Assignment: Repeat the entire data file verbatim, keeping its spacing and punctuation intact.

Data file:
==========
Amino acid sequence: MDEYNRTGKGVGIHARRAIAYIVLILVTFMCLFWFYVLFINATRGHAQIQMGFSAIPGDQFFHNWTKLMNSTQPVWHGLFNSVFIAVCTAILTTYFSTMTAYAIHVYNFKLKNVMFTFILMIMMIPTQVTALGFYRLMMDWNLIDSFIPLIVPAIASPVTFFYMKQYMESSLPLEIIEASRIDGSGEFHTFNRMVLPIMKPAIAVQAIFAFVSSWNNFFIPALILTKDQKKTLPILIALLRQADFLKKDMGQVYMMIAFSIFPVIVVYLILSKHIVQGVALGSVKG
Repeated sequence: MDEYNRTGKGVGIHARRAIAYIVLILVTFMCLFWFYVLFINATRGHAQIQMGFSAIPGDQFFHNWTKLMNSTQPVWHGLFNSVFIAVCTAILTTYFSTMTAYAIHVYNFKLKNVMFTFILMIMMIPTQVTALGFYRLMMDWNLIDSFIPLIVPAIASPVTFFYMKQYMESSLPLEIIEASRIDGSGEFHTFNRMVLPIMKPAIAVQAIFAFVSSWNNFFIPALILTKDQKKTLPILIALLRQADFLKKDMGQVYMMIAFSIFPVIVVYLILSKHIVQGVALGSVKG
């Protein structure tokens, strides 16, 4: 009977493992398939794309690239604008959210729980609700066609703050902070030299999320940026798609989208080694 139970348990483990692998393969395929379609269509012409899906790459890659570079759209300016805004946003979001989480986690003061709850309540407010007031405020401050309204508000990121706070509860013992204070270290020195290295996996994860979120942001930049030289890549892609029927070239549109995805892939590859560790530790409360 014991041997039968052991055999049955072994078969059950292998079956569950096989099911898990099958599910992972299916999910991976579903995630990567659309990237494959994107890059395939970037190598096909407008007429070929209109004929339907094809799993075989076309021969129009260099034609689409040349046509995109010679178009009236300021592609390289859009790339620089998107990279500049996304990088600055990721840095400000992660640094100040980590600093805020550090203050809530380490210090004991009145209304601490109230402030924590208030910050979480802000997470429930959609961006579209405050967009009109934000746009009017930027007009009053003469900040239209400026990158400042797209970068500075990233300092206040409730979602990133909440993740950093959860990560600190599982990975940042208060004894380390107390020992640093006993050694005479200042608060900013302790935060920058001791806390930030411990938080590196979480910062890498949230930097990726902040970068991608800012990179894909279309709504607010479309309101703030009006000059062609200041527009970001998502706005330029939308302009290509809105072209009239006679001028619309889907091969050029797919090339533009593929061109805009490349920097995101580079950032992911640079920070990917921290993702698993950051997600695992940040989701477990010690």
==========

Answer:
Amino acid sequence: MDEYNRTGKGVGIHARRAIAYIVLILVTFMCLFWFYVLFINATRGHAQIQMGFSAIPGDQFFHNWTKLMNSTQPVWHGLFNSVFIAVCTAILTTYFSTMTAYAIHVYNFKLKNVMFTFILMIMMIPTQVTALGFYRLMMDWNLIDSFIPLIVPAIASPVTFFYMKQYMESSLPLEIIEASRIDGSGEFHTFNRMVLPIMKPAIAVQAIFAFVSSWNNFFIPALILTKDQKKTLPILIALLRQADFLKKDMGQVYMMIAFSIFPVIVVYLILSKHIVQGVALGSVKG
Repeated sequence: MDEYNRTGKGVGIHARRAIAYIVLILVTFMCLFWFYVLFINATRGHAQIQMGFSAIPGDQFFHNWTKLMNSTQPVWHGLFNSVFIAVCTAILTTYFSTMTAYAIHVYNFKLKNVMFTFILMIMMIPTQVTALGFYRLMMDWNLIDSFIPLIVPAIASPVTFFYMKQYMESSLPLEIIEASRIDGSGEFHTFNRMVLPIMKPAIAVQAIFAFVSSWNNFFIPALILTKDQKKTLPILIALLRQADFLKKDMGQVYMMIAFSIFPVIVVYLILSKHIVQGVALGSVKG
């Protein structure tokens, strides 16, 4: 009977493992398939794309690239604008959210729980609700066609703050902070030299999320940026798609989208080694 139970348990483990692998393969395929379609269509012409899906790459890659570079759209300016805004946003979001989480986690003061709850309540407010007031405020401050309204508000990121706070509860013992204070270290020195290295996996994860979120942001930049030289890549892609029927070239549109995805892939590859560790530790409360 014991041997039968052991055999049955072994078969059950292998079956569950096989099911898990099958599910992972299916999910991976579903995630990567659309990237494959994107890059395939970037190598096909407008007429070929209109004929339907094809799993075989076309021969129009260099034609689409040349046509995109010679178009009236300021592609390289859009790339620089998107990279500049996304990088600055990721840095400000992660640094100040980590600093805020550090203050809530380490210090004991009145209304601490109230402030924590208030910050979480802000997470429930959609961006579209405050967009009109934000746009009017930027007009009053003469900040239209400026990158400042797209970068500075990233300092206040409730979602990133909440993740950093959860990560600190599982990975940042208060004894380390107390020992640093006993050694005479200042608060900013302790935060920058001791806390930030411990938080590196979480910062890498949230930097990726902040970068991608800012990179894909279309709504607010479309309101703030009006000059062609200041527009970001998502706005330029939308302009290509809105072209009239006679001028619309889907091969050029797919090339533009593929061109805009490349920097995101580079950032992911640079920070990917921290993702698993950051997600695992940040989701477990010690």